AMMAN, Jordan — Mohammed al Hari lost part of his leg in 2013 while trying to move his family away from Syria’s ongoing civil war. He was hit by shrapnel when his hometown Daraa came under siege and his leg had to be amputated.
A year later, al Hari, his wife Asmaa and their children escaped successfully, bringing only the clothes on their backs across the desert terrain. They met a Bedouin family, who took them in for the night, gave them a meal and drove them to the Jordanian border.
They crossed into Jordan and settled in the rural community of Azraq, about 60 miles east of Amman, a town of 60,000 with a growing Syrian population.
Today, al Hari helps manage a coffee shop. His 13-year-old son Nasr al Deen does what his father’s legs can’t. When someone pulls up in a car and shouts his coffee order, Naser runs it out.
“I couldn’t work without him,” al Hari says.
Since the war began, Jordan has taken in about 666,100 Syrian refugees, but the Jordanian government estimates the number is actually double, including those who have not registered with the U.N. refugee agency. The U.N. Global Trends report released Tuesday says Syria is still the source of most refugees. Syrians account for 6.3 million of the total 68.5 million refugees who have been displaced from their homes as of the end of 2017.
Near the town of Azraq, the U.N. High Commissioner for Refugees operates a refugee camp that goes by the same name, home to 50,000 Syrians who made journeys like al Hari’s. Rows of white corrugated metal huts are partitioned into villages and powered by solar panels. The camp has helped accommodate the overflow of migrants from the Zaatari camp, which is closer to the Syrian border and now houses about 83,000 refugees.
The influx of Syrians has increased tensions over jobs. The Syrians are willing to work for lower wages, said Nouf Fayez, who runs the international nonprofit CARE’s community center in the town of Azraq, which means they are more likely to find employment. That’s frustrated Jordanians, who feel they are being passed over for work. In response, nongovernmental organizations like CARE include both Jordanians and Syrians in their aid programs, such as providing vocational training to start home businesses like cooking and sewing.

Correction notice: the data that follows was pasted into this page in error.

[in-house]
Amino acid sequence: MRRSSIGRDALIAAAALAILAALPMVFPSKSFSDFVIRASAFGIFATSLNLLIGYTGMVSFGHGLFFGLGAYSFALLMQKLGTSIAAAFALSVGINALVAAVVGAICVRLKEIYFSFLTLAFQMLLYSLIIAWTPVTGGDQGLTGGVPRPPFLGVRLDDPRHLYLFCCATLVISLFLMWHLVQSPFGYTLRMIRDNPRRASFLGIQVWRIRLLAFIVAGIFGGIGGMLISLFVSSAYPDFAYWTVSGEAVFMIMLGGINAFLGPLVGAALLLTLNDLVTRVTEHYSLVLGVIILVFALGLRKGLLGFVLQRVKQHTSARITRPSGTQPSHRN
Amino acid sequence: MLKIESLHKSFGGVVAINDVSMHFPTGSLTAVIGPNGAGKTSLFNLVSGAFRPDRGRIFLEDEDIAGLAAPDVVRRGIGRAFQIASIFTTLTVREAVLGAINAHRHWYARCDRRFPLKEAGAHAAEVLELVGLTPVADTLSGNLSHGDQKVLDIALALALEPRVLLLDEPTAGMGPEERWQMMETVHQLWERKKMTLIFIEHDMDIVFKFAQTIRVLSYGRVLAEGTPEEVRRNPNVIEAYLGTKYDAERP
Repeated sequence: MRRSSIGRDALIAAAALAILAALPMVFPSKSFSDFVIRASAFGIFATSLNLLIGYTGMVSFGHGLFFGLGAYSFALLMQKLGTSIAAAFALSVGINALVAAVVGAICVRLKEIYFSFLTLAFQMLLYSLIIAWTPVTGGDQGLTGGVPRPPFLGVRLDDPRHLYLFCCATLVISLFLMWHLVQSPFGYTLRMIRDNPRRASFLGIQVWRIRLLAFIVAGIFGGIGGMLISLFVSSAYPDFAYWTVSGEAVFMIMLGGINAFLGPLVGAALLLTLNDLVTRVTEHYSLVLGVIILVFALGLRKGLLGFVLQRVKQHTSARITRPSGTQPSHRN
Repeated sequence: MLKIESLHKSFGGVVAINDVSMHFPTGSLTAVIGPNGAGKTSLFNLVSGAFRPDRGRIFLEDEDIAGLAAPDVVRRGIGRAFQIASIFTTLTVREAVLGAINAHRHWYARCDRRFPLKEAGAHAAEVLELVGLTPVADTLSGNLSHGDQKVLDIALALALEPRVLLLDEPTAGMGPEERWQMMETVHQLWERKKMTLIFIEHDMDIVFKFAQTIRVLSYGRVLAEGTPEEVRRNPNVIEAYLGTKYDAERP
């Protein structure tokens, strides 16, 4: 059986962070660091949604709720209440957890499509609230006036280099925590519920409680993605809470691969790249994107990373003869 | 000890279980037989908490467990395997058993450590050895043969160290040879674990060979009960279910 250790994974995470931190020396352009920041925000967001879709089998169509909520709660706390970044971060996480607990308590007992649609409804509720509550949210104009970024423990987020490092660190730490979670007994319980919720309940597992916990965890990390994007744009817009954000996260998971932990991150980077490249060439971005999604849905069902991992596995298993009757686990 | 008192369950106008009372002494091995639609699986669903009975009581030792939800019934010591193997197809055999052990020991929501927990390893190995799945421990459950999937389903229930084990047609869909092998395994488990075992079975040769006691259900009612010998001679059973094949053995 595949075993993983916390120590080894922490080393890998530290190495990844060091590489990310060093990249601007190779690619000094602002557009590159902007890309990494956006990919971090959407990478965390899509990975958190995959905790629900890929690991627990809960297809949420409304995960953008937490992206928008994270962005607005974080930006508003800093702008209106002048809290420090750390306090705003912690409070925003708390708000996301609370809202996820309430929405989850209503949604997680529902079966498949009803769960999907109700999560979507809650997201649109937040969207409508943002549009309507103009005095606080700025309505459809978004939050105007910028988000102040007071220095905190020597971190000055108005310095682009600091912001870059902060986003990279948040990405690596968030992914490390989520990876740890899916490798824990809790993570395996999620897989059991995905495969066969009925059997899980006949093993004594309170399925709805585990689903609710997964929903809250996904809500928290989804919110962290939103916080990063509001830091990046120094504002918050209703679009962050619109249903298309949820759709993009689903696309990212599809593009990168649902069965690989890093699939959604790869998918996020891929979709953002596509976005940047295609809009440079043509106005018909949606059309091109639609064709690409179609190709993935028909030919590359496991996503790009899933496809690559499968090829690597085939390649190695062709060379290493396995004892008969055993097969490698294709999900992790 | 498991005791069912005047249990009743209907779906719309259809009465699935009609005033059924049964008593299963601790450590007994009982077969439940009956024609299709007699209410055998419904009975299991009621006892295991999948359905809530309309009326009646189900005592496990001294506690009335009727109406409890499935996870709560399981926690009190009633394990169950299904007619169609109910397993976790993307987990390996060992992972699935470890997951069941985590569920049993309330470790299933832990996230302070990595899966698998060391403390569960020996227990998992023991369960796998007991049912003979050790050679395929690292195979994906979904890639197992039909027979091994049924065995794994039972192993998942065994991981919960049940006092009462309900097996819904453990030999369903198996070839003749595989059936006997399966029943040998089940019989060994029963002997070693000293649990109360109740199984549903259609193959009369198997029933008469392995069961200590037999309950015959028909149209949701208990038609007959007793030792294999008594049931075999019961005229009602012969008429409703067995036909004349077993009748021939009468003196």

To accommodate the growing Syrian youth population in Azraq, the Jordanian government runs the school day in shifts. Jordanians go to school in the morning, and Syrians attend for two hours in the afternoon.
Different organizations, including Mercy Corps, Save the Children and CARE, help provide services and run community centers in Azraq camp. That’s how 13-year-old Rayan learned taekwondo with her younger sister, Zainab.
“The hardest part about being in the camp is the shock of seeing the desert,” Rayan said through an interpreter. “It’s been such a long time since I’ve seen a flower. In Syria, it’s so green and there are flowers everywhere.”
Still, Zainab said she and her sister get to learn new things, like taekwondo. The girls’ brother, who enrolled in the classes first, convinced their mother to let the girls learn, too, Rayan said. His reasoning: “If another war breaks out, they have to defend themselves.”
The girls demonstrate what they’ve learned by breaking a plywood board in half with a powerful kick.
Another member of the taekwondo team is Wael, 16, who came to the camp at age 12 from the Syrian city of Homs. He earned his black belt in the sport and aspires to compete on the refugee team in the 2020 Olympics.
“I want to meet other champions and be just like them,” he said through an interpreter. “The biggest loss was the loss of my country, but everything else I’m working to get back.”